EHRs can help improve patient medication adherence

The pharmacy claims data in electronic health records can identify patients who don't fill their prescriptions in real time, enabling prescribing physicians an opportunity to follow up with them promptly to improve medication adherence, according to a new study published in the American Journal of Managed Care.

Lack of medication adherence is a common problem among patients, particularly those with high blood pressure, since the patients are often asymptomatic. The resulting nonadherence is associated with adverse clinical outcomes.   

The researchers, from Delaware's Christiana Care Health System and elsewhere, wanted to see if they could use aggregate pharmacy claims data in EHRs to identify those patients who weren't filling their new blood pressure prescriptions. Using the EHRs of a large multi-specialty practice with 14 primary care sites in Northern Delaware, they identified 791 patients who were previously diagnosed with hypertension and prescribed a new antihypertensive drug between January 2011 and September 2012. Of those patients, 66 percent filled the prescriptions within 30 days, and most of them did so on the day they received the prescription.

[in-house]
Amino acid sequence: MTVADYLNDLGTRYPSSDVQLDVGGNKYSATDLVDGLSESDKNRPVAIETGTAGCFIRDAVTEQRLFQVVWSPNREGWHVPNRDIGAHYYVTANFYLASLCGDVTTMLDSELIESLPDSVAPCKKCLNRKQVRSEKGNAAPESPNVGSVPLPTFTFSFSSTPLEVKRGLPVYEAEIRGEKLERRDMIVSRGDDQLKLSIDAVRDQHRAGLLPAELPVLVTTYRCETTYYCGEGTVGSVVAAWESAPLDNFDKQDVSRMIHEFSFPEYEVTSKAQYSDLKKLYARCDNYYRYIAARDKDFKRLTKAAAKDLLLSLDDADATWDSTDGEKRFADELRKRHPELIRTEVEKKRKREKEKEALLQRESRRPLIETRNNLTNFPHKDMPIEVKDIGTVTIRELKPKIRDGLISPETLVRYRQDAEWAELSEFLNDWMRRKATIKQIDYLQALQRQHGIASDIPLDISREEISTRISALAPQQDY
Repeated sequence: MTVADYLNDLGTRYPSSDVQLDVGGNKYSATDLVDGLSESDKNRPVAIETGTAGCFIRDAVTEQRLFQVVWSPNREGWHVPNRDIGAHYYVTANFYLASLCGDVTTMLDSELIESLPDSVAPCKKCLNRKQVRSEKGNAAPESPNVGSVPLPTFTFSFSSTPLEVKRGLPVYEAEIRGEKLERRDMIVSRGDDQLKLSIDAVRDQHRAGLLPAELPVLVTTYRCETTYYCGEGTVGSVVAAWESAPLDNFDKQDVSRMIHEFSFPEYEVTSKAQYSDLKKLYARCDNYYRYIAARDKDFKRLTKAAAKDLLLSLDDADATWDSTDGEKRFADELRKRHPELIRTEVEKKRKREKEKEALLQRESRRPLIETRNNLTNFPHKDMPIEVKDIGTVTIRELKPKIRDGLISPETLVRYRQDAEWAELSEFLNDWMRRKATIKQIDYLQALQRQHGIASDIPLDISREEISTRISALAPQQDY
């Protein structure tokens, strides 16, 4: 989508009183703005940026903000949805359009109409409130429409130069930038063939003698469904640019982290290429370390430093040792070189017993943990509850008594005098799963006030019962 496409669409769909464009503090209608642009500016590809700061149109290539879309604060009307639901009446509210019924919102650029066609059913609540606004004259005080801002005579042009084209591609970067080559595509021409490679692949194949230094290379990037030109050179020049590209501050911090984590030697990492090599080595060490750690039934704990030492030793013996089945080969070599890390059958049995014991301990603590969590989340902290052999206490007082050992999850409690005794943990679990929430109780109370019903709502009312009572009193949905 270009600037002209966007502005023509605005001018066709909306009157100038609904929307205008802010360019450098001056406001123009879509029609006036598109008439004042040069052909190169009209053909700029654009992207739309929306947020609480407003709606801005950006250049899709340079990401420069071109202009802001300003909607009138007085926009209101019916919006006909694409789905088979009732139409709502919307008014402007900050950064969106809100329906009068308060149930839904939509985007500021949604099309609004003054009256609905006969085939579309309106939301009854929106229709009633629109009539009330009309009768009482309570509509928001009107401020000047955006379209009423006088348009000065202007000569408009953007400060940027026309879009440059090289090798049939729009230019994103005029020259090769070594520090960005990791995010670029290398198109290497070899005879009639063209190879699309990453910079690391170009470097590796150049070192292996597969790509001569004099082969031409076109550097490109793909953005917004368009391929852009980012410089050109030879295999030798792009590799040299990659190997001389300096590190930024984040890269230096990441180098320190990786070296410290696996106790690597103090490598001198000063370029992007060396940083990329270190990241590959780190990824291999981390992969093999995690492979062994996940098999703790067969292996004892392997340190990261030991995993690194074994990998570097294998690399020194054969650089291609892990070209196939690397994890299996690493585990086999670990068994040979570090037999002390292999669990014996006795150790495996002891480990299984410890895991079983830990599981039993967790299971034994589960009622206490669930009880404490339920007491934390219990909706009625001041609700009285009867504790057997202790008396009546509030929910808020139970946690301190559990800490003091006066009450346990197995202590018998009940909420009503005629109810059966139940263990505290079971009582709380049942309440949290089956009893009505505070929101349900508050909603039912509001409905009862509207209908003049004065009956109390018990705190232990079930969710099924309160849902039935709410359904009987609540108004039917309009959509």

Patients who did not fill the prescriptions were more likely to be older, with non-cardiovascular comorbidities and higher medication burdens, and insured by Medicare as opposed to other payers. Interestingly, patients with lower diastolic blood pressure also were more often nonadherent, which the researchers suggested was because those patients didn't see an urgent need to fill the prescription.

"[T]he increased availability of medication fill histories in clinical practice can provide objective insight into a patient's medication adherence, and may provide a foundation for targeted interventions to improve primary nonadherence," the authors concluded. They recommended, among other things, that such information can be used to have the EHR generate a prompt for a follow-up call or letter to patients where there is no evidence of a prescription fill within a certain time period after issuing it.

EHRs have been found to help identify patients at high risk for certain diseases and to improve prescribing for patients. EHRs may continue to help with prescriptions as electronic prescribing continues to grow in popularity.

To learn more:
- read the study